Eduardo Gelbstein
2006, DiploFoundation
Paperback, 344 pages
SBN 99932-53-17-0
Printer Friendly and PDF

Information and communications technologies (ICT) have become critical in business, government, manufacturing, critical infrastructures, academia, and, literally, everywhere else, and yet, despite the large sums of money involved, ICT remains the least well understood function in an organisation. Perhaps not surprisingly the track record of ICT is mixed. It can be so successful that owners are widely regarded as leaders in their field or it can be a source of concern because of delays, higher than expected costs, disappointing performance, and exposures to risk. Even worse, many situations can only be described as failures. One common factor emerges from the success stories: executives and their ICT people work together for the benefit of their organisation. This jargon-free publication focusses on the main issues relevant to decision and policy makers and discusses what executives can do to participate successfully in the Information Age and achieve successful, sustainable outcomes. Crossing the Executive Digital Divide is available in two formats: a short, booklet form (part of our Information Society Library series) for those who wish to read about main concepts and strategies, and as a longer book for those who wish for more in-depth examination of the issues.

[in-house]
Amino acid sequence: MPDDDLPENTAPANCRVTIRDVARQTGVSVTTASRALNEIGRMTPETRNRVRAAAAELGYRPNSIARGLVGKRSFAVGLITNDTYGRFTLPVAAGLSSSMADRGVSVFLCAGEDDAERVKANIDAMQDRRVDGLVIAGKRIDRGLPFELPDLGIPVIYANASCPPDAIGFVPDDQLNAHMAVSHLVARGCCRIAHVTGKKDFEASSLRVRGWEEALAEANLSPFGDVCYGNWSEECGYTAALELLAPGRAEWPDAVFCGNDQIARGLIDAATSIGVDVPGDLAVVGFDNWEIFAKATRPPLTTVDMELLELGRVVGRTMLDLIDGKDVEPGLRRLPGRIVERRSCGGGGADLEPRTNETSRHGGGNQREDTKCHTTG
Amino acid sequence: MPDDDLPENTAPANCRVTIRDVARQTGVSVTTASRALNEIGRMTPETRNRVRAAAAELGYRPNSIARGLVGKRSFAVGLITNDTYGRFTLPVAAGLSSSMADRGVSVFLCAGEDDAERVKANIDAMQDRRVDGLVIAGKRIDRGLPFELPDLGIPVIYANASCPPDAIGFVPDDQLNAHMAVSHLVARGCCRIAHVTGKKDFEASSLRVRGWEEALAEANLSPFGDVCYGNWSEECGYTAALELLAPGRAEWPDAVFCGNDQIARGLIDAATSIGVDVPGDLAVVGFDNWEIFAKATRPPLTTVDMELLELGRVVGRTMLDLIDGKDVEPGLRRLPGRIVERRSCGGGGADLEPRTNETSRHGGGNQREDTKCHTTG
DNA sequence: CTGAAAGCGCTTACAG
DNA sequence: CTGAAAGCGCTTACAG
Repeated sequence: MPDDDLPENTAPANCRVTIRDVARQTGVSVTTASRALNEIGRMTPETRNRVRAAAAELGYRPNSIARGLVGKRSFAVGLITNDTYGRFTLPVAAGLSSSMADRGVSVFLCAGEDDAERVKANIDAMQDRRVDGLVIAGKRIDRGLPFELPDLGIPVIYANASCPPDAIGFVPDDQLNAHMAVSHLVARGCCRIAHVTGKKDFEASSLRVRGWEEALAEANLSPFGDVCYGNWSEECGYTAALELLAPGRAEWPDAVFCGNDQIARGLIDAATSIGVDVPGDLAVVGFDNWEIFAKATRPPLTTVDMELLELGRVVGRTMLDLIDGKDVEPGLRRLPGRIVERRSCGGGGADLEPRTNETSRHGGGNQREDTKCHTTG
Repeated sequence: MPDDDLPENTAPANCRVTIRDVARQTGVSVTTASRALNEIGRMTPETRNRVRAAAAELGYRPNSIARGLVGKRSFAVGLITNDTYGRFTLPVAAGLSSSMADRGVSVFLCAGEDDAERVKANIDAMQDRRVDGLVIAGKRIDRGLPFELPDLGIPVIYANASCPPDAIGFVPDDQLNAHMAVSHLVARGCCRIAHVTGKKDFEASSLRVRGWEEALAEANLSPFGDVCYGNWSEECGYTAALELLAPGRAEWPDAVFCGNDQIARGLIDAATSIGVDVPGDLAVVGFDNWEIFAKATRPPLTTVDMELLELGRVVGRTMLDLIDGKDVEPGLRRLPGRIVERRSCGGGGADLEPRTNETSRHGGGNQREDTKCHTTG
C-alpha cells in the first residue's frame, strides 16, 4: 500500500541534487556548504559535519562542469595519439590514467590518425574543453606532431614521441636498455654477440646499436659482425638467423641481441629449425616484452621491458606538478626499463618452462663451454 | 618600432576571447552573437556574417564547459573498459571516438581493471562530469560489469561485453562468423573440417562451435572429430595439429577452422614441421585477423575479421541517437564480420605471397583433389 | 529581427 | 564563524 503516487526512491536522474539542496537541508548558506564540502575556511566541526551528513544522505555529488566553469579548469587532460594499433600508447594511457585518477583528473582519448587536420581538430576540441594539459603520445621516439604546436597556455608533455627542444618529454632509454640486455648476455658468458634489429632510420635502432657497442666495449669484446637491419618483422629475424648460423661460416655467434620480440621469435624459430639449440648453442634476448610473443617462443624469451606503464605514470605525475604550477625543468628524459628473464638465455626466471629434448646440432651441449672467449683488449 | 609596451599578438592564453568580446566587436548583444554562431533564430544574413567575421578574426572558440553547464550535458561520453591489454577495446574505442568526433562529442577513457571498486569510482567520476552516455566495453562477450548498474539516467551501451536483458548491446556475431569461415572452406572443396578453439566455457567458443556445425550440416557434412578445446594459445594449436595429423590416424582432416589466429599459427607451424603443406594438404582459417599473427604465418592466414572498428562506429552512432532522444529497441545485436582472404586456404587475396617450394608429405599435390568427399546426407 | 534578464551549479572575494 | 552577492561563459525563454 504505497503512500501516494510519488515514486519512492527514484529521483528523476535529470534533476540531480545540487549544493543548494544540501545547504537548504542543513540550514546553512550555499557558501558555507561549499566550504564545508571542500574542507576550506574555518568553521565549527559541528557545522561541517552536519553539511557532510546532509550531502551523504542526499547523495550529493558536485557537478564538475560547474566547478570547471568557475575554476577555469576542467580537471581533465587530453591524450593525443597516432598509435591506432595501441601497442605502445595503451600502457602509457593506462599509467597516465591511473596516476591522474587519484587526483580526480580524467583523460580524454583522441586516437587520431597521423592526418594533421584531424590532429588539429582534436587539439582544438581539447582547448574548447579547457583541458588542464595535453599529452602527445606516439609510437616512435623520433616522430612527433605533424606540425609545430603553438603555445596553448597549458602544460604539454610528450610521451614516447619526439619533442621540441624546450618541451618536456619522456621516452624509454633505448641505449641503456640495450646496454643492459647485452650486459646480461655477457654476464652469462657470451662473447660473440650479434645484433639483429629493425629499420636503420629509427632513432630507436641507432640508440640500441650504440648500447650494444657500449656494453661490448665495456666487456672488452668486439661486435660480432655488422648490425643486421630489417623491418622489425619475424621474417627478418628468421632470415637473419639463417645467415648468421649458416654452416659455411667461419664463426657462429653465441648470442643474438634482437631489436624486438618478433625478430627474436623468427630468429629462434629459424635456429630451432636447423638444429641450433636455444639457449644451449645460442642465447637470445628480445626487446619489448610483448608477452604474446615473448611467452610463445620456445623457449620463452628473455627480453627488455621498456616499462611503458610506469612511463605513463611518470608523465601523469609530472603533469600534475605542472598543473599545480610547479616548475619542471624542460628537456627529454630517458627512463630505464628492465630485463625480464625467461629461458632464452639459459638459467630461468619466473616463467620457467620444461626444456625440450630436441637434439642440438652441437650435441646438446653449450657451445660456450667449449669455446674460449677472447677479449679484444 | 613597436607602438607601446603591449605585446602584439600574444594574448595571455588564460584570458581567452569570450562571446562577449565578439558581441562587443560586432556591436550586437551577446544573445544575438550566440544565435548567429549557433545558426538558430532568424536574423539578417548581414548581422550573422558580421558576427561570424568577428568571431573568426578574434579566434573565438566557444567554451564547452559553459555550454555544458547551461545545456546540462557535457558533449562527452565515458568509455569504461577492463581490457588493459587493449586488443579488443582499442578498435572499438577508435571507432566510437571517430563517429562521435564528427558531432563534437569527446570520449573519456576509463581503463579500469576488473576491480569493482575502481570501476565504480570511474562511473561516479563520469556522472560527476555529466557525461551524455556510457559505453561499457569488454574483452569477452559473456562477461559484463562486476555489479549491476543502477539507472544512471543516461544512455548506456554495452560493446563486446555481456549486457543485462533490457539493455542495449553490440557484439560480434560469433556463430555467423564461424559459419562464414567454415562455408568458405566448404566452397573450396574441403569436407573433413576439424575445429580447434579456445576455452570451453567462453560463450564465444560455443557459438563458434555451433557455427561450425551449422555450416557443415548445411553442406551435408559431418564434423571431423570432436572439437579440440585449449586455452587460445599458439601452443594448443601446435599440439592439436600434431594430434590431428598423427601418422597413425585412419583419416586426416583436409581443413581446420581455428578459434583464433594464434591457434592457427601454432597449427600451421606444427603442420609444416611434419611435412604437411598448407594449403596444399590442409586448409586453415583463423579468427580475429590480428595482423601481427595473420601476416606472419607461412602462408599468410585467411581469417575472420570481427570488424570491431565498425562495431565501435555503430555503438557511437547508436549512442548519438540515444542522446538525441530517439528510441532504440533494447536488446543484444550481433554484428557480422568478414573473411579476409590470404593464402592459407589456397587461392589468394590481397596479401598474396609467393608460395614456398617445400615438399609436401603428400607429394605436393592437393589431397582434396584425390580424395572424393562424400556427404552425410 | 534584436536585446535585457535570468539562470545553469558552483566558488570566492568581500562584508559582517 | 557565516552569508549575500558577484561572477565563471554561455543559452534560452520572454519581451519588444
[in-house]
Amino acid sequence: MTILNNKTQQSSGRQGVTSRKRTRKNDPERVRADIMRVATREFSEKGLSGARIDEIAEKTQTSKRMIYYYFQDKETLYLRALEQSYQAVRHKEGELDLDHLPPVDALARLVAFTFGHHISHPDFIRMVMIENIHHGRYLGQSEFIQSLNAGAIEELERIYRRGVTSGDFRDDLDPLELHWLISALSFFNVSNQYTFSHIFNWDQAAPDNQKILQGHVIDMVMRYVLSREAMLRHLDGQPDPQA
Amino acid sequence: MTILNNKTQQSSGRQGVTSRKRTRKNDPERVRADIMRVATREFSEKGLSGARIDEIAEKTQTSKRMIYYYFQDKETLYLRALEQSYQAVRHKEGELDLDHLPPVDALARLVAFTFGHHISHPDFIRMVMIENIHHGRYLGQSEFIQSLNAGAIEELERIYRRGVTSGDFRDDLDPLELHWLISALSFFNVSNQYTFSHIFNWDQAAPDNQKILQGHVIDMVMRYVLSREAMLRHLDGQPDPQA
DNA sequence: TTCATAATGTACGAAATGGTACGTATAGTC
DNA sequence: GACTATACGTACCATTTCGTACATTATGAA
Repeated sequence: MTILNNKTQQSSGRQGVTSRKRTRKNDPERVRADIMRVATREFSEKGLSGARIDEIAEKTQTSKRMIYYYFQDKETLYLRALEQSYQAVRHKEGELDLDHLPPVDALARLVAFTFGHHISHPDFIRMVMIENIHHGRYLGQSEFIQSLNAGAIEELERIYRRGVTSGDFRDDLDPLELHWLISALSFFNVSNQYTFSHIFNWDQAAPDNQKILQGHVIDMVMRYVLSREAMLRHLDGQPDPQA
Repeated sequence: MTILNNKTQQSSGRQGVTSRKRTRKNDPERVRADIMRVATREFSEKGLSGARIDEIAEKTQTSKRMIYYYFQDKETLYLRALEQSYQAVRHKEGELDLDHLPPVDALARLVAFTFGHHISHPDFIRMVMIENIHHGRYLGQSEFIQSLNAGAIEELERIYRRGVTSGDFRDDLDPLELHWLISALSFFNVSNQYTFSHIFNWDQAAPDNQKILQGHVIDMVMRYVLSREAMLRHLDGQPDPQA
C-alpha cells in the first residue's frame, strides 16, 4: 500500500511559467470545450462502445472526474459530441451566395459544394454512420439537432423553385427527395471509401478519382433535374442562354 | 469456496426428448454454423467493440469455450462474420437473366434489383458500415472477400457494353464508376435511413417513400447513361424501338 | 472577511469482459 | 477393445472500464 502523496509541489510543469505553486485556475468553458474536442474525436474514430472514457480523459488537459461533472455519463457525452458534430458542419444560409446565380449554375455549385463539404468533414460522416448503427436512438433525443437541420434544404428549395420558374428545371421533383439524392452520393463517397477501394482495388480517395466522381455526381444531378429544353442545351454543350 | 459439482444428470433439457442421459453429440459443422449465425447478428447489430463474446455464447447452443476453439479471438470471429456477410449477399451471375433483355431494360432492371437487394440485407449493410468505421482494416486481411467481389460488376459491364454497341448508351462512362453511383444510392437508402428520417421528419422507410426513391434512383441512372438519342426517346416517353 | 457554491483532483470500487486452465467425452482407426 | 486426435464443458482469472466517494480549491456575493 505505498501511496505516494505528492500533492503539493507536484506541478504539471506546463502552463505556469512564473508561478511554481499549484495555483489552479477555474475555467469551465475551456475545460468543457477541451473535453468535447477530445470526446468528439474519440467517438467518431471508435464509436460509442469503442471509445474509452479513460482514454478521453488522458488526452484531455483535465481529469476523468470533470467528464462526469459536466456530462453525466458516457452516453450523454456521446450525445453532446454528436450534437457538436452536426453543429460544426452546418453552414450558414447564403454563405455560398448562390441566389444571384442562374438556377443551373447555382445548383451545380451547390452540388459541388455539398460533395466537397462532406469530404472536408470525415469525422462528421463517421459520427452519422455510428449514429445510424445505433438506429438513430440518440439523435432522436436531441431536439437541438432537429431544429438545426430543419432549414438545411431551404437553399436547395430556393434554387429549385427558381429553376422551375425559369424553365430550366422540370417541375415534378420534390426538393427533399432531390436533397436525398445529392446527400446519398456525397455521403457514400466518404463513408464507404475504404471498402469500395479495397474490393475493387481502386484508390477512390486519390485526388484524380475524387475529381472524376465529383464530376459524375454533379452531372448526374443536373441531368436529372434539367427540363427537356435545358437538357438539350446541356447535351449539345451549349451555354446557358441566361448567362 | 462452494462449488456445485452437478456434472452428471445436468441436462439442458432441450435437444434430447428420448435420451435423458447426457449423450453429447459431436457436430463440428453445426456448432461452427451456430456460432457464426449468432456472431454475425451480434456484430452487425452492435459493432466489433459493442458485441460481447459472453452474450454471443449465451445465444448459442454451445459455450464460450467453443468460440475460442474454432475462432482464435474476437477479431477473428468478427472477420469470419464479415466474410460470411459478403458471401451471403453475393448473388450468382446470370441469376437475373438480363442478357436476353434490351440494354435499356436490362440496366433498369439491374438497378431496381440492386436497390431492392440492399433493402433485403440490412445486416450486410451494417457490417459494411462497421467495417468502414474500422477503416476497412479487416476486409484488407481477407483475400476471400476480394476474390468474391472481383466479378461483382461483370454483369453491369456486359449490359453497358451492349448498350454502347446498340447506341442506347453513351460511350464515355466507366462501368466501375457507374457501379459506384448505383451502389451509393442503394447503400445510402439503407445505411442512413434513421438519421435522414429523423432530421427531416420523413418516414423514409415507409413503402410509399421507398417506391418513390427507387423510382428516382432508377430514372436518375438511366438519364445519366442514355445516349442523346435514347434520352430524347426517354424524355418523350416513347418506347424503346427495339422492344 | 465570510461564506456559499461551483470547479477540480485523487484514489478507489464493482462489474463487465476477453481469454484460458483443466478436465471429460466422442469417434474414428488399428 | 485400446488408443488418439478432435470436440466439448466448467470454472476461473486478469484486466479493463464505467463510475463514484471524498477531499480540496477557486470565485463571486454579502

1. Setting the Scene for the Executive Digital Divide
  2. How well are we doing with ICT?
  3. Information Assets and Technology
  4. Impact of ICT on Organisations and on People
  5. Financial Aspects of ICT: Expenditures
  6. Financial Aspects of ICT: Benefits
  7. ICT Strategies that Work
  8. ICT Service Delivery Processes: Resources, Quality and Risk
  9. Managing ICT Projects for Success, Quality and Reduced Risk
  10. Risk Management
  11. Information Insecurity: The External Risks
  12. Information Insecurity: The Insider Threat
  13. Contingency Planning for ICT
  14. ICT Organisations and ICT People
  15. Outsourcing
  16. Legal and Ethical Aspects of ICT
  17. Concluding Remarks

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